Postal Service Overhaul Bill May Delay Large USPS Rate Increases for Up to 10 Years
Congress has passed legislation that will generally prohibit the Postal Service from raising postage rates beyond the rate of inflation for the next 10 years, in order to help the USPS better compete against other delivery companies.
In exchange for accepting the new restrictions, the USPS will be relieved of billions in employee retirement expenses. The Postal Service had been required to pay retirement benefits earned by its workers during any time they spent in military service.
The measure was passed by the Senate early Saturday and now goes to President Bush, who is expected to sign the bill.
The bill also changes how rates are revised and gives the post office more flexibility to offer discounts and make changes, provided it stays under the inflation rate.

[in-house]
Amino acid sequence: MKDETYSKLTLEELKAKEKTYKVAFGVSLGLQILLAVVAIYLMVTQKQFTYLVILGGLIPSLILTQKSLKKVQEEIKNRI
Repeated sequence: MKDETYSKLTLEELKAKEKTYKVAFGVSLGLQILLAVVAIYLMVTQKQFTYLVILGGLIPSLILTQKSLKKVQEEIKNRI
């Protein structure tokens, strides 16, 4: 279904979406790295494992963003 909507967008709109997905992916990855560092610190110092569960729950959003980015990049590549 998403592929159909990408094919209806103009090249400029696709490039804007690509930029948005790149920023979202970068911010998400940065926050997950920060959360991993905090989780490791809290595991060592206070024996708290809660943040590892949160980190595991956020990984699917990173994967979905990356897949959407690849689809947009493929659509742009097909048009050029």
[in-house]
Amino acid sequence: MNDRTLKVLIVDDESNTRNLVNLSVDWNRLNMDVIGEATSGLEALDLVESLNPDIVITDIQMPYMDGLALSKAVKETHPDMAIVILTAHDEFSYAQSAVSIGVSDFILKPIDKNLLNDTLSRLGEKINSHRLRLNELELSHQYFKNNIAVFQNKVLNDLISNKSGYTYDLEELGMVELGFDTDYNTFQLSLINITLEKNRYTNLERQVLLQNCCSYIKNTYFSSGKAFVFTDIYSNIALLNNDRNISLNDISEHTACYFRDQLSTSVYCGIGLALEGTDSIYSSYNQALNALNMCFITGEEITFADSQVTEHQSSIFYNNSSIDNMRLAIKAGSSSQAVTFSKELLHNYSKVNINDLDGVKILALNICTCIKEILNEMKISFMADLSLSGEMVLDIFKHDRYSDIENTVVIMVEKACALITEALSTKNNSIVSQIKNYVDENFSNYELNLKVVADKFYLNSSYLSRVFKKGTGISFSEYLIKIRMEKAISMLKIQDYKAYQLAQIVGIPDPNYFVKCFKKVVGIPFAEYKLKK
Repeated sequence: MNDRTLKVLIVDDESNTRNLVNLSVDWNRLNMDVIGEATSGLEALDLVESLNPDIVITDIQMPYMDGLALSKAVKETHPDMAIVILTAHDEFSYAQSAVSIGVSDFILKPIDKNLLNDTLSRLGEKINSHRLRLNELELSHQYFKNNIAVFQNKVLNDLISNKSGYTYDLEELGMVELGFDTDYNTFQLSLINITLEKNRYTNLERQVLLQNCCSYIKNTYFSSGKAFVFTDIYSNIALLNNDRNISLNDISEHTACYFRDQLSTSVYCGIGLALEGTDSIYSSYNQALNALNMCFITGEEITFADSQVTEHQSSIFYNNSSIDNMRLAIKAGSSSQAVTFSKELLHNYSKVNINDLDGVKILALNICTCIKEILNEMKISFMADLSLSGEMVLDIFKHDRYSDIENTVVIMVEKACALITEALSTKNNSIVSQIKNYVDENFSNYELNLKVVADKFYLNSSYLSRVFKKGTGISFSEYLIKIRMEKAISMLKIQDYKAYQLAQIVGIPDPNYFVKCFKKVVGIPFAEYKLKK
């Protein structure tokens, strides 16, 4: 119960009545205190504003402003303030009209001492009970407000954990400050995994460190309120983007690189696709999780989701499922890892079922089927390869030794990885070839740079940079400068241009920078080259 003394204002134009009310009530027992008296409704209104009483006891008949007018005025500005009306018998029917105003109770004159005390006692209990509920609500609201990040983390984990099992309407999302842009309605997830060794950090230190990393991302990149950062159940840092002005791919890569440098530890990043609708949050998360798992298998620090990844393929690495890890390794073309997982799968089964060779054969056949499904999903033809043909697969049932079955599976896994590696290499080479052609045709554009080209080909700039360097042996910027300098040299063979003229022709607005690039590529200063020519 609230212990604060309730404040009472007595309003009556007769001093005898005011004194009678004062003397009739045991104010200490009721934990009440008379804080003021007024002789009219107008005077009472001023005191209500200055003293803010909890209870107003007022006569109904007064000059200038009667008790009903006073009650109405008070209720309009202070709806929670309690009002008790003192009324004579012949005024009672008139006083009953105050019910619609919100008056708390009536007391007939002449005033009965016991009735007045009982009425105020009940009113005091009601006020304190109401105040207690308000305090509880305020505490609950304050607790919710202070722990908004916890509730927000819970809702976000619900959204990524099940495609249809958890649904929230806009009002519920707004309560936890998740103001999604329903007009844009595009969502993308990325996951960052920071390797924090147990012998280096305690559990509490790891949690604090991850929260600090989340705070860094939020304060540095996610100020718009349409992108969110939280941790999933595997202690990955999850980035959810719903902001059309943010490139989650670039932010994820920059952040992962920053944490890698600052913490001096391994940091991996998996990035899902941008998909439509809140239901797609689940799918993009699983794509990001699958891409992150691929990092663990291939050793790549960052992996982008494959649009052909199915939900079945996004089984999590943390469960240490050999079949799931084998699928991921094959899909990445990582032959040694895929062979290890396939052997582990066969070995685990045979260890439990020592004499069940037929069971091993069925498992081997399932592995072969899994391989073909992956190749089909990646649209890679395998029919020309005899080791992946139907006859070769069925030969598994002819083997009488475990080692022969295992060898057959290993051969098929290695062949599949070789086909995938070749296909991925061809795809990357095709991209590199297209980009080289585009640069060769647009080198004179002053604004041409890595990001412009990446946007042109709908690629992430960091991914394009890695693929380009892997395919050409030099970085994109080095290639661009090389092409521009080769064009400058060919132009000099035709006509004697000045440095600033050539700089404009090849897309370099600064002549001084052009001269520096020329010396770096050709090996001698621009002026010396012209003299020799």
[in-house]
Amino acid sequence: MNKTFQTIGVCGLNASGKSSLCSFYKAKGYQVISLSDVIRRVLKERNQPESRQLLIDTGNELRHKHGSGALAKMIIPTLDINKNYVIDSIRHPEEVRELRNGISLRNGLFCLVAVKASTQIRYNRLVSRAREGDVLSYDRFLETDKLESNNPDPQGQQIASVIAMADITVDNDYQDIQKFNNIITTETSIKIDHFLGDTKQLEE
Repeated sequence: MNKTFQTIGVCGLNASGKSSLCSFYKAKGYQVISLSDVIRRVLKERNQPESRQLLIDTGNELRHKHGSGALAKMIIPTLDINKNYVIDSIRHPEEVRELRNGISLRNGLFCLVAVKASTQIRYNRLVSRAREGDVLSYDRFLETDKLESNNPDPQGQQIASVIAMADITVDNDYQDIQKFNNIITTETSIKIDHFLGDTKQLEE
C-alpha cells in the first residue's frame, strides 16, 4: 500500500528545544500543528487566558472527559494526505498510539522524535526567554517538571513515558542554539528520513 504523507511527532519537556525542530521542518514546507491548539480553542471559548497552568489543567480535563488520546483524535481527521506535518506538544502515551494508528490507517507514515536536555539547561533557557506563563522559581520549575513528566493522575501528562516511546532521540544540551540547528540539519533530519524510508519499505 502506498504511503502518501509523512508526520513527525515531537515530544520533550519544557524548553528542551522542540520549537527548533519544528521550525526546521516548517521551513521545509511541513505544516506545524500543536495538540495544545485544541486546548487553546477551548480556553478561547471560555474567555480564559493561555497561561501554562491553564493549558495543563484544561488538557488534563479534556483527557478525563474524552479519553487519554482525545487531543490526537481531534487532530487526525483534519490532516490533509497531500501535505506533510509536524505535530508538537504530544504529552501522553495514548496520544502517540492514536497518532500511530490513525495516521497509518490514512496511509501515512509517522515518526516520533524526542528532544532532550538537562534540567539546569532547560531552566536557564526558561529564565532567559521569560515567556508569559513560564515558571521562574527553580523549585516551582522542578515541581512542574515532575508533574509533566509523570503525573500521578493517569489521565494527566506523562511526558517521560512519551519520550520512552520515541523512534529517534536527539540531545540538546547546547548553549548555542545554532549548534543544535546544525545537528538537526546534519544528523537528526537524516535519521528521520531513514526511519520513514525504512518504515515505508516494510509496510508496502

Some say the limit on postage rate increases will benefit the magazine industry and other large mailers by letting them allocate their costs better. The bill also helps the USPS battle rival delivery companies, including FedEx Corp. and United Parcel Service Inc.
Currently, any rate changes require testimony from an independent board, which then makes recommendations to the Postal Service.
For more information, visit www.usps.com.